Scientists and wildlife managers have united to make a pitch: They say it's time to bring back jaguars to the American Southwest. In a new paper in the journal Conservation Science and Practice, the authors say the big cat could be successfully reintroduced to a mountainous area spanning Arizona and New Mexico, reports the Guardian. Jaguars mostly inhabit South and Central America, though they roamed the US Southwest until being hunted to extinction there in the 1960s. Individual cats are spotted every now and then in the region, notes the AP, and the new paper points to an area of 31,800 square miles that wildlife experts say could sustain a population of up to 150 jaguars. Most of the land is currently managed by the US government or Native American tribes.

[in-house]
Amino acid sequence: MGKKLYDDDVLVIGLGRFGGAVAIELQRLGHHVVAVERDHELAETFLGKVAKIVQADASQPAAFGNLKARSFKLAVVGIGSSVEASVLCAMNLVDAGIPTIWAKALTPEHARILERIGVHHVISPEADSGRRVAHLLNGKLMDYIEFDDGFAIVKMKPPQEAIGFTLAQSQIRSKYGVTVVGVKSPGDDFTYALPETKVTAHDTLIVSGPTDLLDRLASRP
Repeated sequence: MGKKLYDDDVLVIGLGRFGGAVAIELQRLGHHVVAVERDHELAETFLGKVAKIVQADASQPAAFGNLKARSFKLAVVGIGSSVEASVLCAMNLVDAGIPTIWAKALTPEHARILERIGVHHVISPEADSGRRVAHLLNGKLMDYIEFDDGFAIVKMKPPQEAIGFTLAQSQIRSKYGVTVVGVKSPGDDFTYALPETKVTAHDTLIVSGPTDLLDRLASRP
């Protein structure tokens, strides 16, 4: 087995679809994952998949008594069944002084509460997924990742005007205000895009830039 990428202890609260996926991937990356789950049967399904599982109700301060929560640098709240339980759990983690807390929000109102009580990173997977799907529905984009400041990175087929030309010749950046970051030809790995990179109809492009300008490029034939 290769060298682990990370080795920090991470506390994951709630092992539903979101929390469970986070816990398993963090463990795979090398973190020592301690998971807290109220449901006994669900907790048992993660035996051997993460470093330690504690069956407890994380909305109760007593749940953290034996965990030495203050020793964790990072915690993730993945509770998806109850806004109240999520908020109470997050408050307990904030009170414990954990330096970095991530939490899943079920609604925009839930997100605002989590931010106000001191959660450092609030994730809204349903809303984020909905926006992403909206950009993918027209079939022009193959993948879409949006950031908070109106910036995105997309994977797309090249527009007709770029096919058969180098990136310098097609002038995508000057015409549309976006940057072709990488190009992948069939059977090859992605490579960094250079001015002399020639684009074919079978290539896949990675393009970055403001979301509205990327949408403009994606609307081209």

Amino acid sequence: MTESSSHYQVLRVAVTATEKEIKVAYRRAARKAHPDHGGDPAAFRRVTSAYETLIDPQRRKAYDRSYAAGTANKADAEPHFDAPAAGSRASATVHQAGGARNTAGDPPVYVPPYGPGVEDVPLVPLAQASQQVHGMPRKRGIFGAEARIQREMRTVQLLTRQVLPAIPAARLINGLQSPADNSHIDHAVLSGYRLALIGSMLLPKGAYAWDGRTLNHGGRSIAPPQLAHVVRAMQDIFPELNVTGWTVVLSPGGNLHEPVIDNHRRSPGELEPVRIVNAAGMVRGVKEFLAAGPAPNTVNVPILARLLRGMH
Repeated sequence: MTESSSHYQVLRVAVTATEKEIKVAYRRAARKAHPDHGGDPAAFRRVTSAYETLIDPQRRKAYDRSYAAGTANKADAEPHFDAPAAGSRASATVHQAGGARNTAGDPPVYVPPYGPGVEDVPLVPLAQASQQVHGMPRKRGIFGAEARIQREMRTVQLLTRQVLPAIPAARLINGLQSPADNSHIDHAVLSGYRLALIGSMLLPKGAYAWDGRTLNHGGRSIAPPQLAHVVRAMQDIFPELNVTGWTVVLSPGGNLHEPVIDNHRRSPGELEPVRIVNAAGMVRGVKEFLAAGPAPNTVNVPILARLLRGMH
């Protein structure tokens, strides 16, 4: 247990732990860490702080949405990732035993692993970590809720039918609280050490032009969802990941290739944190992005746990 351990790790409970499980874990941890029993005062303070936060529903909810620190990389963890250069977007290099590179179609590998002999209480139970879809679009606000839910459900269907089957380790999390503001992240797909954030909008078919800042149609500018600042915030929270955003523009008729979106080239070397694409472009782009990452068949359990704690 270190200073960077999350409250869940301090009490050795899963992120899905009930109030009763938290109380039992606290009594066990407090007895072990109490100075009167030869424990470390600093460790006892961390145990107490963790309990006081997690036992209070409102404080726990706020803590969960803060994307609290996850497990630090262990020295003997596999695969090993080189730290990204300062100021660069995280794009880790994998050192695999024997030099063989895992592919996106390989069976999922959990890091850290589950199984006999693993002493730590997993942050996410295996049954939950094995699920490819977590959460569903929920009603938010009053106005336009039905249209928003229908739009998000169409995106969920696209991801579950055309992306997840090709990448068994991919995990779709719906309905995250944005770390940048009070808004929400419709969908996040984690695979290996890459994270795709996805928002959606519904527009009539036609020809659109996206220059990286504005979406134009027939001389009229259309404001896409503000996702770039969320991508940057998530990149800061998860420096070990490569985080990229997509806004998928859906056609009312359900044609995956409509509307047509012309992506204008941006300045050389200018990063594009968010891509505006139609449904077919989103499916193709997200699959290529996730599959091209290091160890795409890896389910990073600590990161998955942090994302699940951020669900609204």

"We are attempting to start a new conversation around jaguar recovery, and this would be a project that would be decades in the making," says Sharon Wilcox of Defenders of Wildlife, one of the study's authors. "There are ecological dimensions, human dimensions that would need to be addressed in a truly collaborative manner." Those "human dimensions" include likely opposition from farmers and rural residents who have previously opposed the reintroduction of gray wolves in the region. In a release at EurekAlert, Michael Robinson of the Center for Biological Diversity makes the case that the "Southwest's native wildlife evolved with jaguars." The third-largest big cat "has a storied and vital place in our canyons and forests, so we should plan an intelligent and humane reintroduction program," he says. (Read more jaguar stories.)